Dear Editor, thank you for your Aug. 22 ‘Readerpoll’ question: “Has the recent car fire aboard a B.C. Ferry made you question the service’s safety?”
As a 30-year B.C. Ferry employee (currently a Second Officer), I would suggest that there’s no need to question the service’s safety, certainly not as a result of this particular fire, or the majority of shipboard fires, for that matter. The crews are very well-trained to deal with any and all emergencies, including those (fires, and, if they get out of control, abandon ship procedures) which result from the use of a product which management refuses to take seriously and address effectively.
Whether or not the Aug. 15 fire was caused by a smouldering cigarette (personally, I’m not aware of any mattress that has ever spontaneously combusted), cigarette-ignited fires are the leading cause of shipboard fires, yet B.C. Ferry Services stubbornly refuses to ban smoking, entirely, aboard all B.C. Ferry vessels and on the terminals, as our neighbours to the south—Washington State Ferries (WSF)—successfully did years ago. In fact, despite my suggestions to do so, nobody from BCFS has even bothered to pick up a telephone and call WSF and discuss any and all concerns BCFS may have about implementing such a ban—and how WSF dealt with those issues!
BCFS’s justification for not banning smoking, entirely? Two extremely weak/false arguments: 1) We’re a public transportation system, and we have to cater to/accommodate all of our passengers; and 2) How would such a ban ever be enforced?
BCFS could—if “safety” truly was its number one priority—in conjunction with a complete smoking ban, provide one or more of the dozens of nicotine replacement therapies (nicotine gum, lozenges, rubs, inhalers, etc.). Problem solved: Smokers get their hit of nicotine and all the rest of us enjoy a smoke-free environment, indoors and out, with a dramatically-reduced risk of fire!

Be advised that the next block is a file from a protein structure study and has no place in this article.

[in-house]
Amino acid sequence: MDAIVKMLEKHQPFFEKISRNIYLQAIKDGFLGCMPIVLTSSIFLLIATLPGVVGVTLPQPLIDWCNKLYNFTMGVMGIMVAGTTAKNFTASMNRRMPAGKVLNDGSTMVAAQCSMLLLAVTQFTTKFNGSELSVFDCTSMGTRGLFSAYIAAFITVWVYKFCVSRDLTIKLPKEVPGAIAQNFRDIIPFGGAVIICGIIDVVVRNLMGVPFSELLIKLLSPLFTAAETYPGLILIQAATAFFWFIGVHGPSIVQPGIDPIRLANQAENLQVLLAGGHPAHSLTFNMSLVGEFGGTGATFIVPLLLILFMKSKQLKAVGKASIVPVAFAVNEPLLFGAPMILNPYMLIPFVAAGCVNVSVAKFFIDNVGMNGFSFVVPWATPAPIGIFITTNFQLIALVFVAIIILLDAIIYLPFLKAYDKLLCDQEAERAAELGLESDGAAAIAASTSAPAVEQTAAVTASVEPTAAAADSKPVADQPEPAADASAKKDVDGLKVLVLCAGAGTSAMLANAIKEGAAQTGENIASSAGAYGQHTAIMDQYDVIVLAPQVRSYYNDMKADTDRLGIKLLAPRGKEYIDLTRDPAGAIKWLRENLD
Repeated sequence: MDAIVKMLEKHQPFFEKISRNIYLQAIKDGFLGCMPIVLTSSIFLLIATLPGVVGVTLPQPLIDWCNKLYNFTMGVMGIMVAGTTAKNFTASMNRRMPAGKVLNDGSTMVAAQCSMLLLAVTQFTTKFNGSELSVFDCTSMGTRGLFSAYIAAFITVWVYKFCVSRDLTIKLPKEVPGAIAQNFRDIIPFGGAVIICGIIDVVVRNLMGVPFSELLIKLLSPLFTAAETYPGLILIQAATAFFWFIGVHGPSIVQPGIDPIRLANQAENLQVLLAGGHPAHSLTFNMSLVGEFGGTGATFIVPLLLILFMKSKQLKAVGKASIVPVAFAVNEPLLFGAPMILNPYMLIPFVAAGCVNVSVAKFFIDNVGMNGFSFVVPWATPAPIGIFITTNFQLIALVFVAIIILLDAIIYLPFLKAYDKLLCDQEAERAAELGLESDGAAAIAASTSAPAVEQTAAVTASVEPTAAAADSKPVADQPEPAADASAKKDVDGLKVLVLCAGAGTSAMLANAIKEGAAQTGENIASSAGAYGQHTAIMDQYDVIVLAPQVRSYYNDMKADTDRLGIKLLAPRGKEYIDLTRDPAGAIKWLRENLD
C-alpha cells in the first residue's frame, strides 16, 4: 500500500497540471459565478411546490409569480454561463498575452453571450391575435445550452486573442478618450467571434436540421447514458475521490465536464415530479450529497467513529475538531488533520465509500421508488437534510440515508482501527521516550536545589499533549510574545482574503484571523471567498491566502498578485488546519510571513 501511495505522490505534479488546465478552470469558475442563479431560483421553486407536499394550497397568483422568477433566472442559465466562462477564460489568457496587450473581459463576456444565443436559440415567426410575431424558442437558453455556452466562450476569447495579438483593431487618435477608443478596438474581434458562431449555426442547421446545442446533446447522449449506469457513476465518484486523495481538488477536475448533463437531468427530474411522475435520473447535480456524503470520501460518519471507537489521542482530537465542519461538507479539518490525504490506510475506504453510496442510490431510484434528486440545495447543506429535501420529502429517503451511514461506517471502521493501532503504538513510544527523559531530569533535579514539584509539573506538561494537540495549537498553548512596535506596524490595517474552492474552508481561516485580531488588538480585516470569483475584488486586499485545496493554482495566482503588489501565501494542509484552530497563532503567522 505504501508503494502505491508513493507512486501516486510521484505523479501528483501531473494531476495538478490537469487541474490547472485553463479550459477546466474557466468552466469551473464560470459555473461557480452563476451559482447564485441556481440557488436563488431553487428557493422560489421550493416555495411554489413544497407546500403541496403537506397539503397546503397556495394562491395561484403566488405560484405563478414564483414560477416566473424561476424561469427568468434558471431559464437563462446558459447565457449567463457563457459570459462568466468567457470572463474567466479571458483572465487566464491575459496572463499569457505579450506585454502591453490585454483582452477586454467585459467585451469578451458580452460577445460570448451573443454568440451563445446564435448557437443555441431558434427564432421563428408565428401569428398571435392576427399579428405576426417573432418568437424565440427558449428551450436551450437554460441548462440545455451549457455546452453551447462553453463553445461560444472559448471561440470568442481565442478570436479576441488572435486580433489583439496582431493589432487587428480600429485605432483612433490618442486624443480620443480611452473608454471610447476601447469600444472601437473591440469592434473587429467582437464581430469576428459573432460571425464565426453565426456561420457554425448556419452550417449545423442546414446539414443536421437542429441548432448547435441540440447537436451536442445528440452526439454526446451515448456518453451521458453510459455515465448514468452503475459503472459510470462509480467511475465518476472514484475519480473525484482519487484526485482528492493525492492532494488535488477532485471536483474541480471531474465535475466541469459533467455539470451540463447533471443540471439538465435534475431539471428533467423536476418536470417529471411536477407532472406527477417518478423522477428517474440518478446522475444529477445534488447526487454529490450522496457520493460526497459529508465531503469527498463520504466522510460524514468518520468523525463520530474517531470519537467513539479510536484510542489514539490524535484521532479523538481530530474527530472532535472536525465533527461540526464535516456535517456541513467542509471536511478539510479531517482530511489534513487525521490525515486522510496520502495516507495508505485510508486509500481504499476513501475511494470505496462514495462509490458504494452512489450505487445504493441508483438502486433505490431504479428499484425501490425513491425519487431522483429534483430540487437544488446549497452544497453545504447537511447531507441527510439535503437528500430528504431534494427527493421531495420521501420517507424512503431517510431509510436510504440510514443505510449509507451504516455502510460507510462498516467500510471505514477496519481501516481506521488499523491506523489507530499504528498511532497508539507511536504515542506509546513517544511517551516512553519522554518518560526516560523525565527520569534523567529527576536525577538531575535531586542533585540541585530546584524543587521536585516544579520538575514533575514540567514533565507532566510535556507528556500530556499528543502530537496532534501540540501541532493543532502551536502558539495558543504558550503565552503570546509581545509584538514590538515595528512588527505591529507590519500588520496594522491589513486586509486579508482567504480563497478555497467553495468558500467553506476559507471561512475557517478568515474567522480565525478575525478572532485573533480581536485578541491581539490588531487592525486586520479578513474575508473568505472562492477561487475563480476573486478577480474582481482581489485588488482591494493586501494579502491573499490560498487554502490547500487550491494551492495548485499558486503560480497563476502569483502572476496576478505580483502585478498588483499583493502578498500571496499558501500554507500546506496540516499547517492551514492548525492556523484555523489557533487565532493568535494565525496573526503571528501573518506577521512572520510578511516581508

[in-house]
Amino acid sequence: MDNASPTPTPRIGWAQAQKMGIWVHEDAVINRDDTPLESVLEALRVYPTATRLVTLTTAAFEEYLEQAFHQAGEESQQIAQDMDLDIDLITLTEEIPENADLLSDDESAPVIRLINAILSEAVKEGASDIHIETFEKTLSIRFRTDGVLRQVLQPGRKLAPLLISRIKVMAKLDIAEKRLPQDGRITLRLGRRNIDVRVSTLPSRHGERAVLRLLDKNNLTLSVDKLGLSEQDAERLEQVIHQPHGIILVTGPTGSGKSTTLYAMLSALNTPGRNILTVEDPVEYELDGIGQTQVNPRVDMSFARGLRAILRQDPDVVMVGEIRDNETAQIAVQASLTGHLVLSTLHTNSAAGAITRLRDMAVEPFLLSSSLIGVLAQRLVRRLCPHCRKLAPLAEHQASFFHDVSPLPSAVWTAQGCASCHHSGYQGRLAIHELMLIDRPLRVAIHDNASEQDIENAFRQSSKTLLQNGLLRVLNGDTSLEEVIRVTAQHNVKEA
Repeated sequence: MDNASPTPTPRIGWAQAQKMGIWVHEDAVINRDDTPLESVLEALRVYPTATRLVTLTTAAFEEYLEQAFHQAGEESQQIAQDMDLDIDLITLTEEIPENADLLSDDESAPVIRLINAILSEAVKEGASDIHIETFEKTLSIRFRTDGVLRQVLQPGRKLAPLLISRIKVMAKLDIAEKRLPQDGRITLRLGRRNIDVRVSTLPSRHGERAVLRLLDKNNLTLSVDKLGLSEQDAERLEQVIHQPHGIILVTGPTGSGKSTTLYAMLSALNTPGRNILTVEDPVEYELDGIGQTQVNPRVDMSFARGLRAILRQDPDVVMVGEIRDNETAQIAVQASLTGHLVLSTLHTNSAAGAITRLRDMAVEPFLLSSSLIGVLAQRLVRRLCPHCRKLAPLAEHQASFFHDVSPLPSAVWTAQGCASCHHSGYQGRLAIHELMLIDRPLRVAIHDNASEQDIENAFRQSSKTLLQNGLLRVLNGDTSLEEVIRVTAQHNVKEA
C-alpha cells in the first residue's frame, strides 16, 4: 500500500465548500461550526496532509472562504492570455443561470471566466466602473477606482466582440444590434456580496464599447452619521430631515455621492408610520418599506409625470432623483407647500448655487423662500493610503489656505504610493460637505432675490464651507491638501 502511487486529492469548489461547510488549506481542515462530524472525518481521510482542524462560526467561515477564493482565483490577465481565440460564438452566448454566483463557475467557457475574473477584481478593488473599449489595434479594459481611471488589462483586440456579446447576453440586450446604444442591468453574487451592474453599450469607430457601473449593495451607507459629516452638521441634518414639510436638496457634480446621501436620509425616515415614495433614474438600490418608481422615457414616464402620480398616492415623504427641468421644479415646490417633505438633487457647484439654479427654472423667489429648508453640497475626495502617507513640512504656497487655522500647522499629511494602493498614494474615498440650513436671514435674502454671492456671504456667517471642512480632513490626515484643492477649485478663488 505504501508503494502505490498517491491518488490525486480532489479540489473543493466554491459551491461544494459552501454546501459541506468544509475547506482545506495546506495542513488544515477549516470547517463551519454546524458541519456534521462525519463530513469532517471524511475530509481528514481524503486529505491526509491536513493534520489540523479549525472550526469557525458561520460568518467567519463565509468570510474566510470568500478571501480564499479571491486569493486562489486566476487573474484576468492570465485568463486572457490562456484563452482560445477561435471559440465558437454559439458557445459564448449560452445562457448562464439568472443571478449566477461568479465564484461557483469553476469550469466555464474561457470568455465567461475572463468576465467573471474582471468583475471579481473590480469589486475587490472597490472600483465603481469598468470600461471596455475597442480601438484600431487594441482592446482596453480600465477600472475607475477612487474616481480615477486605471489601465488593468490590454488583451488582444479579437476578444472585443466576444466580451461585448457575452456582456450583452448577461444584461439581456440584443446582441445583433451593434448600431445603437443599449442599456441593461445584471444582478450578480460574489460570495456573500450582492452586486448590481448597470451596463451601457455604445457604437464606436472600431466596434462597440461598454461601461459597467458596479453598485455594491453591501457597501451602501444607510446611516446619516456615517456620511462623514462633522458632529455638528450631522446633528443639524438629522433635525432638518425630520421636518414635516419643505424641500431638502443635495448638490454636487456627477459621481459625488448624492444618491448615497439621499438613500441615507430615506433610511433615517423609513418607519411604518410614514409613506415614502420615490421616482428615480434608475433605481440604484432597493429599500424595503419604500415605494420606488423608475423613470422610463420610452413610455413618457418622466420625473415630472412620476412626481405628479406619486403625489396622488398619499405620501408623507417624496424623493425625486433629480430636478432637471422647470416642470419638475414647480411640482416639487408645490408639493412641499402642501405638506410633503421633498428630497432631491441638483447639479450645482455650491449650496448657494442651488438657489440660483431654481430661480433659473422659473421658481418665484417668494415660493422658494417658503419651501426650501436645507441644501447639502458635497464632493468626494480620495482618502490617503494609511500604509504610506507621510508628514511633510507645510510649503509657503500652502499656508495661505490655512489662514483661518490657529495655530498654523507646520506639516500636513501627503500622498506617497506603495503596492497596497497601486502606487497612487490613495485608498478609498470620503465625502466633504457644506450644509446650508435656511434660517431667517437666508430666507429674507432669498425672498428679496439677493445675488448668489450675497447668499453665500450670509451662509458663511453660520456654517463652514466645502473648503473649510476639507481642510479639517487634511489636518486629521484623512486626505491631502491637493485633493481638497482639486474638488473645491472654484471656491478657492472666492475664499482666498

To the second argument: the “enforcement” red herring has been raised prior to each and every smoking ban that has ever occurred; most notably, bar and pub smoking bans. And, in each and every case, it turns out that enforcement is not an issue at all (since the vast majority of smokers are good, law-abiding citizens, assuming, of course, that the law is well-advertised, clearly posted, etc.), yet “enforcement” continues to be one of the most persistent tobacco industry-perpetuated “doom and gloom” myths associated with smoking bans.
Tragically, terrorism is a very real threat nowadays, 2010 is fast approaching and barbed-wire fencing is now being installed at BCFS terminals. If recent history is any indication, I think smoking on board ferries is a much bigger threat than terrorism ever will be. And if enforcement of the No Smoking law means arresting, charging, fining and/or jailing smokers, as has been done on many occasions on airlines), then so be it.
And, speaking of terrorism: smoking kills more people worldwide every six hours than were killed in all of the 9/11 attacks. Sort of makes you wonder who the real terrorists are, doesn’t it?
Errol E. Povah,
President, Airspace Action on Smoking and Health,